London: The UK's prime ministerial race narrowed to five candidates from six after a crunch vote on Tuesday when the ruling Conservative Party MPs voted in a secret ballot for the second time to whittle down the list of contenders further.
The candidates are competing to become the next Conservative Party leader and the UK's next Prime Minister after Theresa May was forced to step down over her failure to deliver Brexit. She remains in the post at Downing Street as a caretaker leader until a new premier is elected.
Boris Johnson once again came top of the second ballot, with 126 votes, 12 more than in the first round, with former Brexit secretary Dominic Raab falling three short of the required 33 votes to be officially out of the race now.
With the former UK Foreign Secretary a clear frontrunner in the race to replace Theresa May, the contest now mainly revolves around the second most popular candidate.
Cabinet ministers Jeremy Hunt and Michael Gove are seen as the lead contenders for that second spot to take on Johnson, with home secretary Sajid Javid trailing behind.
International development Secretary Rory Stewart, who was placed last in the first secret ballot of Tory MPs last week, is widely seen as the underdog in the contest as he now overtook Raab to stay in the running.
He has built up some momentum since the first vote and got a boost to his campaign with the endorsement of Cabinet Office Minister David Lidington.
Those remaining in the race will then take part in a crucial live BBC debate in central London on Tuesday evening, when they will field questions from the British public.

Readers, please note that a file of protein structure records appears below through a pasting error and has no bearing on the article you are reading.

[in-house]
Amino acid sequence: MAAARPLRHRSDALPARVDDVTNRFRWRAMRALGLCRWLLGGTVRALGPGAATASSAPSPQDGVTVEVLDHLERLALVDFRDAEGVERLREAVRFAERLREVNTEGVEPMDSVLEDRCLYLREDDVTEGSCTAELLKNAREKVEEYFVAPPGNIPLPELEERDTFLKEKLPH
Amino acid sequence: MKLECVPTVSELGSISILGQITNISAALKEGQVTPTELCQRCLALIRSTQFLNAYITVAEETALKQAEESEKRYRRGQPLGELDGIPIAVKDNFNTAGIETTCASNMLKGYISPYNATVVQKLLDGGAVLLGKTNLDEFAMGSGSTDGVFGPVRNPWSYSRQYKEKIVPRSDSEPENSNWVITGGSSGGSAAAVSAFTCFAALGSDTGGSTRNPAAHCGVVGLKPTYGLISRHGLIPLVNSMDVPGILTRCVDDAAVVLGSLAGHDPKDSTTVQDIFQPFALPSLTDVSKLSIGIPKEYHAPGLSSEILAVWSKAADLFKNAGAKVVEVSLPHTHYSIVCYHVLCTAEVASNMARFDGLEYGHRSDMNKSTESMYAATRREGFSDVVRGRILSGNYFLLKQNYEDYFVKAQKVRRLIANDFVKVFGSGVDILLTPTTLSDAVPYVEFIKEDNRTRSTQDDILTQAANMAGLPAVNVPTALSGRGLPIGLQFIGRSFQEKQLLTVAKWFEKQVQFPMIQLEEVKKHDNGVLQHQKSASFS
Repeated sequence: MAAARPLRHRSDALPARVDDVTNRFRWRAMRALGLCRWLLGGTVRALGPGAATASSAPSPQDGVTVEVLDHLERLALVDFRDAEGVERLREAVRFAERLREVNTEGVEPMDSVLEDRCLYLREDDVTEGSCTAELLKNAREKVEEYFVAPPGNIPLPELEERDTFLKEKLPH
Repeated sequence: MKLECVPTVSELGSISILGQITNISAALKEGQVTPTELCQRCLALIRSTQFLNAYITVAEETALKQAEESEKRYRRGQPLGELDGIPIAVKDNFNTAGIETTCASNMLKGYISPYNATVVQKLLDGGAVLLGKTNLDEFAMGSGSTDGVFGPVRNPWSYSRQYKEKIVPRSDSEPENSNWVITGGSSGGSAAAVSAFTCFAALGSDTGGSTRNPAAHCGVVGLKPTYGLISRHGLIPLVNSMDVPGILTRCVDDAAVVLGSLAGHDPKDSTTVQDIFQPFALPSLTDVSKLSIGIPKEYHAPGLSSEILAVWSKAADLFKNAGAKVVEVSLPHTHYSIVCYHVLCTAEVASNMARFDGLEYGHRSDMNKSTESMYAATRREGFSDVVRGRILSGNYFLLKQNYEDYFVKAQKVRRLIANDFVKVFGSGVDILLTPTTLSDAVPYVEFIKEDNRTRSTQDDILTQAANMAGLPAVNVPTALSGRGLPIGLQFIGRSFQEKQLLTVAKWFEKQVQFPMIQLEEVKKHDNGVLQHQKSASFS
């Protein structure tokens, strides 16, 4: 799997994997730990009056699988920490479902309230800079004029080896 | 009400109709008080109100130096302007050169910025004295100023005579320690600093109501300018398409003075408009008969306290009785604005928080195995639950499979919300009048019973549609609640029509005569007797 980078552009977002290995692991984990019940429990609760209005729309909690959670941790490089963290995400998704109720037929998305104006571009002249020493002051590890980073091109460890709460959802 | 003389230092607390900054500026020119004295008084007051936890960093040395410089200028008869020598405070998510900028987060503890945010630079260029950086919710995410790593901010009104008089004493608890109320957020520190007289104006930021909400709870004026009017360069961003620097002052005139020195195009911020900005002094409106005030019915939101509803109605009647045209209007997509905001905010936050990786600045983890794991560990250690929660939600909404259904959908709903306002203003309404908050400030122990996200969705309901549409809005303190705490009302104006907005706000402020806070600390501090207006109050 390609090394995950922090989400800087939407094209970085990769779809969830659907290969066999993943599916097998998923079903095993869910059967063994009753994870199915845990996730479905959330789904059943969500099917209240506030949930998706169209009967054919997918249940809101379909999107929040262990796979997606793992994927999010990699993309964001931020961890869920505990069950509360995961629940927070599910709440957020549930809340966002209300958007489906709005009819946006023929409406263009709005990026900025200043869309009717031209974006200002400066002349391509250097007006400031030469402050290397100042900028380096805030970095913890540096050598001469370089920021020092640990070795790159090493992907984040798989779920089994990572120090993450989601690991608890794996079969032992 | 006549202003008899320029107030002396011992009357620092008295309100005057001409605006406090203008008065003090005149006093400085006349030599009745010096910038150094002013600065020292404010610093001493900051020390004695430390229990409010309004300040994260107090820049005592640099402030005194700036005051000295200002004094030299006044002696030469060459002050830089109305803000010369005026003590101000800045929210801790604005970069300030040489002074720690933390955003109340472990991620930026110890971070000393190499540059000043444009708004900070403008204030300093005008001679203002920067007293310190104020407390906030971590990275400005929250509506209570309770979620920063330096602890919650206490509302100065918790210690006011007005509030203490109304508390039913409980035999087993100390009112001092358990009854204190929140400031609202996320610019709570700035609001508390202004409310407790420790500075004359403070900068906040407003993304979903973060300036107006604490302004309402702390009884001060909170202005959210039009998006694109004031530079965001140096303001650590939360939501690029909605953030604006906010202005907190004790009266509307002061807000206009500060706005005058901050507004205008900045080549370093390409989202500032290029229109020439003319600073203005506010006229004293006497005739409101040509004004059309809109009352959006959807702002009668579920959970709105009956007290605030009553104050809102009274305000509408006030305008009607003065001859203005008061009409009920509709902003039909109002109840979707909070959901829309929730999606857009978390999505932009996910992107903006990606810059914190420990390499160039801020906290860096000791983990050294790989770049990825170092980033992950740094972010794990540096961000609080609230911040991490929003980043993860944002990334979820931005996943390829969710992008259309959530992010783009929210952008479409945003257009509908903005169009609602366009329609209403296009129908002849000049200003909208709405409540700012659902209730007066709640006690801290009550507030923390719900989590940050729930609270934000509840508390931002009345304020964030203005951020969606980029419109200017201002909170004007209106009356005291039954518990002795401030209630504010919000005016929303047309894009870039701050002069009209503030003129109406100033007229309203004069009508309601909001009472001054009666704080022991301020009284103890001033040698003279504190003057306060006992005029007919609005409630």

The remaining candidates will face a further ballot later this week, where the bottom-ranked MPs will be knocked out until only two candidates are left. The final two names will then be put to a postal vote of the 160,000 Tory party members, beginning on Thursday, with the winner expected to be announced around four weeks later by July 22.
Johnson topped the first ballot earlier this month with 114 votes, with Foreign Secretary Jeremy Hunt second with 43 votes and environment secretary Michael Gove third with 37.
Raab, who received 27 votes, and Pakistani-origin Sajid Javid, who received 23, had claimed the required 33-vote minimum mark is within their reach for round two.
Last-placed Stewart, who received 19 votes in the first ballot, said he had the necessary numbers to stay in the race "if they do what they say".
By the end of the week, four of the five current riders will be forced out, leaving the final two to go head-to-head for votes from the Tory grassroots.
Each of the candidates have been laying out their strategy for Britain's exit from the European Union (EU) and future plans for the UK economy. Johnson has maintained low media visibility in the campaign so far, relying on his clear lead, and has attracted criticism from his rivals. However, he has been consistently picking up support from other Tory MPs including Health Secretary Matt Hancock, who withdrew from the leadership race after the first round of voting.